Project details

Researcher: Dr Stephen Robinson

Where: Quadram Institute Bioscience  

Cost: £ 249,065

The challenge

When breast cancer spreads to other parts of the body, it becomes incurable. It can spread in many different ways, and one of these ways is by manipulating the immune system.

We now know that bacteria living in our gut can also affect our immune system. Multiple studies in other cancers have shown a connection between healthier gut bacteria and better overall outcomes for patients. So we need to understand what role gut bacteria play in breast cancer, and how we can use them against the disease.

“Evidence shows that certain bacteria living in our gut can help slow the growth and spread of cancers, including breast cancer. These findings are particularly important given that breast cancer treatment may disturb normal gut bacteria. We’re looking into how exactly the bacteria are helping our bodies prevent cancer from progressing, and whether standard treatments are affecting this.” - Dr Stephen Robinson

The science behind the project

Dr Stephen Robinson’s team at Quadram Institute Bioscience are investigating how gut bacteria may help when it comes to treating breast cancer.

First, they want to understand how gut bacteria change during the course of the disease. For this, they’re collecting poo samples from women diagnosed with oestrogen receptor positive (ER-positive) breast cancer. They’re analysing and comparing bacteria found in the samples at diagnosis, during and after treatment.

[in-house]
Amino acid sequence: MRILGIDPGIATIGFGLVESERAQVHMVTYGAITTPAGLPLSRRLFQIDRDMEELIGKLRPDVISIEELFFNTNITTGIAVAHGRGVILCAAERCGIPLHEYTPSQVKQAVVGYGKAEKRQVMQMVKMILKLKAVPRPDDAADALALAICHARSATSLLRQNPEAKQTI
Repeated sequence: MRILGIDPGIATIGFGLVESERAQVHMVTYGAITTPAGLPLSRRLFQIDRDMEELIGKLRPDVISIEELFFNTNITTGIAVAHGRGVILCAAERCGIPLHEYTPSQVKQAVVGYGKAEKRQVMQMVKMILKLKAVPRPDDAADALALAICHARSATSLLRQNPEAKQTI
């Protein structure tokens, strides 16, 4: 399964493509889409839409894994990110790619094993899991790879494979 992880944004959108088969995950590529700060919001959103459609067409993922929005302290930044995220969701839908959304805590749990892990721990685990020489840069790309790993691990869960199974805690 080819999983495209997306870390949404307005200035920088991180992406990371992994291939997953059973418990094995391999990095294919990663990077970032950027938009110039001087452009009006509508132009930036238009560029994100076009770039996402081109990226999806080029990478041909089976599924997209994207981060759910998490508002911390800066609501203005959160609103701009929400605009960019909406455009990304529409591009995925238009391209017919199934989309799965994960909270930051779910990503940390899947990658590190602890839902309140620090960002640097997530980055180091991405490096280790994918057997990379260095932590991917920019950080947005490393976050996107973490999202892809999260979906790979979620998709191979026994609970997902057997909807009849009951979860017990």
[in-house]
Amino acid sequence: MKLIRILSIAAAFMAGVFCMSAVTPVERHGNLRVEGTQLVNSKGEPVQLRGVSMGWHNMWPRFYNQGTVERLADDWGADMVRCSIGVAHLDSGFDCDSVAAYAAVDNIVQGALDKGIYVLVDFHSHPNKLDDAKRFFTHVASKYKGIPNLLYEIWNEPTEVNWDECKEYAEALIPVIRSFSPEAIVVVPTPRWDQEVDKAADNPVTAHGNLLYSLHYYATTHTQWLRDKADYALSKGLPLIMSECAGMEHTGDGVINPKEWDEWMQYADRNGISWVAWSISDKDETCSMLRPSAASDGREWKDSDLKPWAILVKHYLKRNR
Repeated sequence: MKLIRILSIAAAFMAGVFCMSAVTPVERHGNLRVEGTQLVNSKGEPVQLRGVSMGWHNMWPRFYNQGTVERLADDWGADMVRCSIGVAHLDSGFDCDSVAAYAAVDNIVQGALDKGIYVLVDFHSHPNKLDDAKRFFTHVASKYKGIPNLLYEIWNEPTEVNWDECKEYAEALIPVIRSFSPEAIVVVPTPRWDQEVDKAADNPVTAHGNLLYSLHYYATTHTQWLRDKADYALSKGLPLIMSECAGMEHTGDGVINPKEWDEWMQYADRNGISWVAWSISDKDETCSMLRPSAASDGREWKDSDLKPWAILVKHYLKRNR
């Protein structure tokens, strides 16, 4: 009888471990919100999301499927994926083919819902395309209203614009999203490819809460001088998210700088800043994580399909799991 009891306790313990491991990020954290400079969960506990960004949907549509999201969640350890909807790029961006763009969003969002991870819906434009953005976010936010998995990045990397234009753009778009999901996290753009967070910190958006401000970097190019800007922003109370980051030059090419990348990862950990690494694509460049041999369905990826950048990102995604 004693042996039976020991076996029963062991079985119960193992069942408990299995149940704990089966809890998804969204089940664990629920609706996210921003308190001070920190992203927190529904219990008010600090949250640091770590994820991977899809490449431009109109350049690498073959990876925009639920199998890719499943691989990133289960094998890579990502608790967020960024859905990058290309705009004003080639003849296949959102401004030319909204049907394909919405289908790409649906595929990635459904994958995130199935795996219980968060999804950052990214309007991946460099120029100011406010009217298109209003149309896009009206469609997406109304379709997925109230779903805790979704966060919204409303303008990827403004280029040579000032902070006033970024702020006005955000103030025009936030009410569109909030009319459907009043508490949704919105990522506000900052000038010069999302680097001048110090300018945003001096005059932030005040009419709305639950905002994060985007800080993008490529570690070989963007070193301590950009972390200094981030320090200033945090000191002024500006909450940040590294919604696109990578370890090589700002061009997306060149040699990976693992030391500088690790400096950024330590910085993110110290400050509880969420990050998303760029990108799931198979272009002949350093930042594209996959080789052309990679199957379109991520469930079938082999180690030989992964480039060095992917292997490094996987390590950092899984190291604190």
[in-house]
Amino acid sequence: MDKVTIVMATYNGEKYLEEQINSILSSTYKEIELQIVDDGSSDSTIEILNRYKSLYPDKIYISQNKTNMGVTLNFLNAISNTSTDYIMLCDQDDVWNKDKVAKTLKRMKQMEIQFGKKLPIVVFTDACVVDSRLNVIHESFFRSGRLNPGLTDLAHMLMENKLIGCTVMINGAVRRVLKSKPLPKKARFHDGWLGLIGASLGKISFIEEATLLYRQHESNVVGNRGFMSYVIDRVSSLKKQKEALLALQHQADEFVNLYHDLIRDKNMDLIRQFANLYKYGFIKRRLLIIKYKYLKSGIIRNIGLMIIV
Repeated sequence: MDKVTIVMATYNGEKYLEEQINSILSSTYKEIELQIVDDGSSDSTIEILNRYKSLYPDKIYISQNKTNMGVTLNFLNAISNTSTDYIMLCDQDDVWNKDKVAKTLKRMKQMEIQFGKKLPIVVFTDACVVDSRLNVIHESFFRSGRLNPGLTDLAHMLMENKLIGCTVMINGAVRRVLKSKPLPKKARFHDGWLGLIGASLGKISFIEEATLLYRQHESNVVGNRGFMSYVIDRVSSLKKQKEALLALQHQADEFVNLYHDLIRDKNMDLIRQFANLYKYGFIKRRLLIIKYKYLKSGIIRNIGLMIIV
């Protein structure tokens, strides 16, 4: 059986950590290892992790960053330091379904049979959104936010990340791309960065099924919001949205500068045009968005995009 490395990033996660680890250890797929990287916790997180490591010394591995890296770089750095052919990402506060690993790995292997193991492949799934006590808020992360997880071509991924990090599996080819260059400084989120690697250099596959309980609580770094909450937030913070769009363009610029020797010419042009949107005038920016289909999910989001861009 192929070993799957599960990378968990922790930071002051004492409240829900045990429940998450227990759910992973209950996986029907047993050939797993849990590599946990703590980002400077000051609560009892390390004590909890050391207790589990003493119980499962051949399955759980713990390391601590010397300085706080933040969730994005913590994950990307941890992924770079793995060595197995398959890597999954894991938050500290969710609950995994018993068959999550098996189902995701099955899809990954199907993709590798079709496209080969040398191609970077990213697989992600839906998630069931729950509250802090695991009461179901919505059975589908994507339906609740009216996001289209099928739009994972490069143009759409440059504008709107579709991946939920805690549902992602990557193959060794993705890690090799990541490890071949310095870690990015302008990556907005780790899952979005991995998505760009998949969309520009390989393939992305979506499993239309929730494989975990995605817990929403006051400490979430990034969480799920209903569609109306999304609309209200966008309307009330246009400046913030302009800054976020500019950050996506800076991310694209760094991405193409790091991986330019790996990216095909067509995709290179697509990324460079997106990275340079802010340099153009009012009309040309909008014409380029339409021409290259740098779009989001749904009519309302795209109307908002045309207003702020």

There are many questions that the team hope to answer with this research. Are there differences in the gut bacteria between women with and without breast cancer? Can we predict the outcomes of treatment by looking at what gut bacteria someone has? And do treatments affect the gut bacteria over time?

Stephen also wants to understand how the gut bacteria influence the immune system. He’ll carry out this work in mice. The researchers will test both gut bacteria that have been linked with better treatment outcomes and those linked with worse outcomes. They also hope to see how the bacteria affect how ER-positive breast cancer progresses.

What difference will this project make?

This project will give us new insight into the role gut bacteria play in breast cancer. It could help us develop new treatment strategies that use gut bacteria to activate the immune system. This could improve the body’s ability to prevent breast cancer from spreading.

How many people could this project help?

Around 55,000 women are diagnosed with breast cancer every year in the UK. And around 80% of these cancers are ER-positive. This research could help people with this type of breast cancer reduce the risk of their cancer spreading and becoming incurable.